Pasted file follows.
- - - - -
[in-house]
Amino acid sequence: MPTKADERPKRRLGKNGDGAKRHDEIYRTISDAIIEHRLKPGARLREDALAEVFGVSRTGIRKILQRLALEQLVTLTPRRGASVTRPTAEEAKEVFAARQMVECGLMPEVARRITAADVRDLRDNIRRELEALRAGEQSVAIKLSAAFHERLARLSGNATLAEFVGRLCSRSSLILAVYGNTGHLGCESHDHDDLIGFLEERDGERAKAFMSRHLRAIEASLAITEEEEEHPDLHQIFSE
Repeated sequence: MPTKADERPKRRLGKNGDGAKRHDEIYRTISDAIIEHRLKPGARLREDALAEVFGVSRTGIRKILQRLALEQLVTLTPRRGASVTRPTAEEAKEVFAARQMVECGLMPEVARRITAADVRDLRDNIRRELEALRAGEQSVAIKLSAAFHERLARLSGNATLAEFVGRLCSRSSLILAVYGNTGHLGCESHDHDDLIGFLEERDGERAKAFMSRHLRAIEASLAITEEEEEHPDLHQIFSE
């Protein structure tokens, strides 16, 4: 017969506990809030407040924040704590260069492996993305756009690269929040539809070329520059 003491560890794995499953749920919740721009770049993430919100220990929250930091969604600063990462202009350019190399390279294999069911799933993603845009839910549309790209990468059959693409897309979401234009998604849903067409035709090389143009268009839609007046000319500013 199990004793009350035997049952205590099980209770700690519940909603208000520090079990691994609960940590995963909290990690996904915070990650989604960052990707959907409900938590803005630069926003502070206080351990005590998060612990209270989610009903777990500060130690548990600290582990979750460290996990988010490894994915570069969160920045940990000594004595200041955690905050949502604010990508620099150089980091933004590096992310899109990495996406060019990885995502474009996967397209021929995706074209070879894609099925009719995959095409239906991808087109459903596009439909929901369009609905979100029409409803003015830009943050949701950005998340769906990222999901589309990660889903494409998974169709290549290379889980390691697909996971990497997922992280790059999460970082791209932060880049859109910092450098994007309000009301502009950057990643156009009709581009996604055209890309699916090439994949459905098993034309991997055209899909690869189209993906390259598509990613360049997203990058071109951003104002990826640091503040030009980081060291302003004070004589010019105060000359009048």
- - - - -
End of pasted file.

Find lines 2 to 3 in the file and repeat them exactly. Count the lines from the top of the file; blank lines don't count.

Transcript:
Amino acid sequence: MPTKADERPKRRLGKNGDGAKRHDEIYRTISDAIIEHRLKPGARLREDALAEVFGVSRTGIRKILQRLALEQLVTLTPRRGASVTRPTAEEAKEVFAARQMVECGLMPEVARRITAADVRDLRDNIRRELEALRAGEQSVAIKLSAAFHERLARLSGNATLAEFVGRLCSRSSLILAVYGNTGHLGCESHDHDDLIGFLEERDGERAKAFMSRHLRAIEASLAITEEEEEHPDLHQIFSE
Repeated sequence: MPTKADERPKRRLGKNGDGAKRHDEIYRTISDAIIEHRLKPGARLREDALAEVFGVSRTGIRKILQRLALEQLVTLTPRRGASVTRPTAEEAKEVFAARQMVECGLMPEVARRITAADVRDLRDNIRRELEALRAGEQSVAIKLSAAFHERLARLSGNATLAEFVGRLCSRSSLILAVYGNTGHLGCESHDHDDLIGFLEERDGERAKAFMSRHLRAIEASLAITEEEEEHPDLHQIFSE